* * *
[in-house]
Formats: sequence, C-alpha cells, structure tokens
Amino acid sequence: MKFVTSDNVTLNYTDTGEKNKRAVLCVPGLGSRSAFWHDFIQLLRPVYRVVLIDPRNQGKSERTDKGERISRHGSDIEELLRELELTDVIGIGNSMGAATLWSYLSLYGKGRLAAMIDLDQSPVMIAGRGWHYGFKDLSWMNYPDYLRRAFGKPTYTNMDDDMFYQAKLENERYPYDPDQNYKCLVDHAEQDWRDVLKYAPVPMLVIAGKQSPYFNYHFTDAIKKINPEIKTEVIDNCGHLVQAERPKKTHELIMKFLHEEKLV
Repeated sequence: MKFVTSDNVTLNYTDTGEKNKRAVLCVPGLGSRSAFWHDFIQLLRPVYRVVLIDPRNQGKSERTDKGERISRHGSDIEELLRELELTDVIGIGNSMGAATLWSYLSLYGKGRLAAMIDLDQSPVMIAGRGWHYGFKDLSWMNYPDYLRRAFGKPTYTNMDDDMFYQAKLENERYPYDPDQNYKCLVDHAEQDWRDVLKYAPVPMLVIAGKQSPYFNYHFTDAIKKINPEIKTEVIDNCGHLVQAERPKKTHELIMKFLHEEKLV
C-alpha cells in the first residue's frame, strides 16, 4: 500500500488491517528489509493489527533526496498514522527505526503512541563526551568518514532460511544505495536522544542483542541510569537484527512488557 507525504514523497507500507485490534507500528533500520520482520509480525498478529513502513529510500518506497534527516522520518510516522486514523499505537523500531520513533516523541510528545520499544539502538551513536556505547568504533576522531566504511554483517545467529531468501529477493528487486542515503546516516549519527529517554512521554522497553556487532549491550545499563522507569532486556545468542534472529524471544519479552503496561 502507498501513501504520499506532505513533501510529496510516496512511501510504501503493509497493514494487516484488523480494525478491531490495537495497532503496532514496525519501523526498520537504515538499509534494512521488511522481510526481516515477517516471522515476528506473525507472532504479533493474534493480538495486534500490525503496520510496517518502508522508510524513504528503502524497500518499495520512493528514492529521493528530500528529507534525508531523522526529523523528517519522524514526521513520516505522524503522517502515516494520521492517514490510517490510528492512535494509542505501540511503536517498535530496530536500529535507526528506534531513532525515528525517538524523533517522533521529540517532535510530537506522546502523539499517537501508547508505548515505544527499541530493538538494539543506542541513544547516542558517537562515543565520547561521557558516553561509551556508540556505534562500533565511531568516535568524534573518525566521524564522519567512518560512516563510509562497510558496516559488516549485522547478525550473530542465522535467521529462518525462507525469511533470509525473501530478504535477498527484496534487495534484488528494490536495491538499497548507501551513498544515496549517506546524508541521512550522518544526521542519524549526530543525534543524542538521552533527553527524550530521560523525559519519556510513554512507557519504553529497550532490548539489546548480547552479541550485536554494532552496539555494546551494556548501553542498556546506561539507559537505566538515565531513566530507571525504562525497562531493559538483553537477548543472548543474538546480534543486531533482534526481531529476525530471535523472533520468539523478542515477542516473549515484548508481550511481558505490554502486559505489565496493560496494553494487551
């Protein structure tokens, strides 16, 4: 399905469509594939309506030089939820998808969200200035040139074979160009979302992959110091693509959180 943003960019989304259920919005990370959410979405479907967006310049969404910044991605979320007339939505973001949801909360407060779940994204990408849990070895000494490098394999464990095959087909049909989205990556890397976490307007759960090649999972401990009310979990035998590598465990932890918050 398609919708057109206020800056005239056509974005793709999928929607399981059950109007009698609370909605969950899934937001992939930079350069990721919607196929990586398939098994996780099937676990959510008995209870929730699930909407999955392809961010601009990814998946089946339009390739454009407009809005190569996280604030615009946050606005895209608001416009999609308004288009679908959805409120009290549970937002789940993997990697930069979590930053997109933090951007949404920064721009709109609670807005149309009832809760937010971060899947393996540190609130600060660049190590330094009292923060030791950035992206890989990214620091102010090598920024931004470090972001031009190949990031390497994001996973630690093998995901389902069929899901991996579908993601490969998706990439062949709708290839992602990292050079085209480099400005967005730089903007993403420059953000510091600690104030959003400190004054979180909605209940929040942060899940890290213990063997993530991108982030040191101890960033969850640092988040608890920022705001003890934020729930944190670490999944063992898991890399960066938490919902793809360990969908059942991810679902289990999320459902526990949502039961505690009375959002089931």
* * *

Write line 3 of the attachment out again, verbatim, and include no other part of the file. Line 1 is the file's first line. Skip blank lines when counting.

Amino acid sequence: MKFVTSDNVTLNYTDTGEKNKRAVLCVPGLGSRSAFWHDFIQLLRPVYRVVLIDPRNQGKSERTDKGERISRHGSDIEELLRELELTDVIGIGNSMGAATLWSYLSLYGKGRLAAMIDLDQSPVMIAGRGWHYGFKDLSWMNYPDYLRRAFGKPTYTNMDDDMFYQAKLENERYPYDPDQNYKCLVDHAEQDWRDVLKYAPVPMLVIAGKQSPYFNYHFTDAIKKINPEIKTEVIDNCGHLVQAERPKKTHELIMKFLHEEKLV